The Unknown Dangers of Scaling Up
This past Friday was the big day. My team presented our work from the past two weeks to the entire Production 2 cohort. Last night, representatives from our section had a discussion about which games would go forward for the rest of the semester. After the talk it was determined that Reboot would be one of the two games to move forward. To say I was excited would be to understate things. I told everyone who cared, and probably a few people who didn't, that my team's game would live to fight another day.
But after the celebration and elation, I was left with a nagging question. Because our class is going forward with two games total, (trimmed down from a set of five) our small team of four is going to be growing a whole lot really quickly. We will likely double in size. I've been left wondering what this will mean both for our team dynamic and our game itself. Consider this post talking it out. I want to ask the questions now, and hopefully, I will find/learn the answers as I go along.
To start things off, I've never worked a game that scaled up at any point during its development cycle. This is uncharted territory for me, and that unfamiliar space is part of why I took the Production 2 course in the first place. How will scaling up affect our team's dynamic? Will we have a harder time communicating? Will we lose that intangible something that got us this far with a minimum of interpersonal friction?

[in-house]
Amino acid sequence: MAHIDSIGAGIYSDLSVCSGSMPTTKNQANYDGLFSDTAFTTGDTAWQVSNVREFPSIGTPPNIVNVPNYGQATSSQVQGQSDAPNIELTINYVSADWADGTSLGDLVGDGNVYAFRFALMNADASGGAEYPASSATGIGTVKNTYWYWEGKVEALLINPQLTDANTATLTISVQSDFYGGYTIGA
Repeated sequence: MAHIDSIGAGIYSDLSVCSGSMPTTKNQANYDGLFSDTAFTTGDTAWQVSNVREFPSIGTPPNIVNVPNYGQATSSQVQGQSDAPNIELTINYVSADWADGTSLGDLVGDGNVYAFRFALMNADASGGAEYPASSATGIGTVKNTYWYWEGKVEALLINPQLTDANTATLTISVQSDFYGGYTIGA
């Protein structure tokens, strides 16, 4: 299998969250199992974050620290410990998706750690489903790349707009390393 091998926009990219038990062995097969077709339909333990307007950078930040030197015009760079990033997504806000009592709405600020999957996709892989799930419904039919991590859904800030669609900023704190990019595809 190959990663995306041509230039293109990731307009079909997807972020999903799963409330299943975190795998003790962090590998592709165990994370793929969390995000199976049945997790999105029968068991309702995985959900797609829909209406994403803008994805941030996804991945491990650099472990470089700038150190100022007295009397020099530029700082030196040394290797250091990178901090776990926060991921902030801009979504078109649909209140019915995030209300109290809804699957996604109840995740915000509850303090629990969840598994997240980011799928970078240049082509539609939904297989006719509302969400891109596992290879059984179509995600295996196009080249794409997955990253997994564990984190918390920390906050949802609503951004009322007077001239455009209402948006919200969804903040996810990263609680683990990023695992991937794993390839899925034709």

My three teammates and I have discussed not only our desire to keep our current team dynamic, but we've also discussed wanting to scale up that team dynamic and culture with whoever we add to the team. We've acknowledged that we'll have to scale up our team culture just like we'll have to scale up our team's logistics and development pipelines, and that without both, our game might not reach its full potential.
How do we manage the workflows and work schedules of roughly twice as many people? How do we ensure that each aspect of the game from design to programming to art is being produced to specification across a team with multiple people in every department. How do we facilitate a workflow that allows for all team members to feel inspired to express themselves in the work of their craft instead of just checking off tasks?
These questions are some of the more difficult ones, and they are unlikely to be solved after week one with our bigger production team. These questions will require answers, input, and honest feedback from every member of the team. They are daunting questions, but they don't have to be answered alone.
I'm not quite sure what the future holds for Reboot, but I do know the boat is about to get a whole lot bigger. Here's to hopping we can learn to steer it as a effective team.